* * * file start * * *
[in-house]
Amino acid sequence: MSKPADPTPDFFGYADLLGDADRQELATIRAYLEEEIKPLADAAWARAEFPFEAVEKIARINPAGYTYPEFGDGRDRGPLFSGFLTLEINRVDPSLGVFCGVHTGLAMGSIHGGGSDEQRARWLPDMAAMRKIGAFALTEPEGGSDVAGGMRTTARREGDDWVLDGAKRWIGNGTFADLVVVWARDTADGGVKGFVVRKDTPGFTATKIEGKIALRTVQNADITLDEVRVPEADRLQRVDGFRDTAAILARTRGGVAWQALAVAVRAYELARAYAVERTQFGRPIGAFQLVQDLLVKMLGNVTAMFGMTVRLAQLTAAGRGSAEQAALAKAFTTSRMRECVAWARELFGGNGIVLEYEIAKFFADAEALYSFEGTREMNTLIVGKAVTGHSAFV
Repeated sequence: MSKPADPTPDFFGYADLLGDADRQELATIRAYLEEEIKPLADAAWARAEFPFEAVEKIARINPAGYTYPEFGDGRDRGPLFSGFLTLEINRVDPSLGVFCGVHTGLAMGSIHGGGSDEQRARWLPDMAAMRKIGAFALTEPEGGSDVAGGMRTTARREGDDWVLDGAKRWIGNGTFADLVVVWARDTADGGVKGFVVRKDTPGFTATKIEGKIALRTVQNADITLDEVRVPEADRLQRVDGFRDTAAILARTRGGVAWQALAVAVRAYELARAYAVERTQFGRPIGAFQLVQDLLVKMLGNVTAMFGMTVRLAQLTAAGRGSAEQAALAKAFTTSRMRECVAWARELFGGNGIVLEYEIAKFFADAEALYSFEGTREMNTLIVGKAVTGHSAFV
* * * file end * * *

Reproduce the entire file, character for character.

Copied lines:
[in-house]
Amino acid sequence: MSKPADPTPDFFGYADLLGDADRQELATIRAYLEEEIKPLADAAWARAEFPFEAVEKIARINPAGYTYPEFGDGRDRGPLFSGFLTLEINRVDPSLGVFCGVHTGLAMGSIHGGGSDEQRARWLPDMAAMRKIGAFALTEPEGGSDVAGGMRTTARREGDDWVLDGAKRWIGNGTFADLVVVWARDTADGGVKGFVVRKDTPGFTATKIEGKIALRTVQNADITLDEVRVPEADRLQRVDGFRDTAAILARTRGGVAWQALAVAVRAYELARAYAVERTQFGRPIGAFQLVQDLLVKMLGNVTAMFGMTVRLAQLTAAGRGSAEQAALAKAFTTSRMRECVAWARELFGGNGIVLEYEIAKFFADAEALYSFEGTREMNTLIVGKAVTGHSAFV
Repeated sequence: MSKPADPTPDFFGYADLLGDADRQELATIRAYLEEEIKPLADAAWARAEFPFEAVEKIARINPAGYTYPEFGDGRDRGPLFSGFLTLEINRVDPSLGVFCGVHTGLAMGSIHGGGSDEQRARWLPDMAAMRKIGAFALTEPEGGSDVAGGMRTTARREGDDWVLDGAKRWIGNGTFADLVVVWARDTADGGVKGFVVRKDTPGFTATKIEGKIALRTVQNADITLDEVRVPEADRLQRVDGFRDTAAILARTRGGVAWQALAVAVRAYELARAYAVERTQFGRPIGAFQLVQDLLVKMLGNVTAMFGMTVRLAQLTAAGRGSAEQAALAKAFTTSRMRECVAWARELFGGNGIVLEYEIAKFFADAEALYSFEGTREMNTLIVGKAVTGHSAFV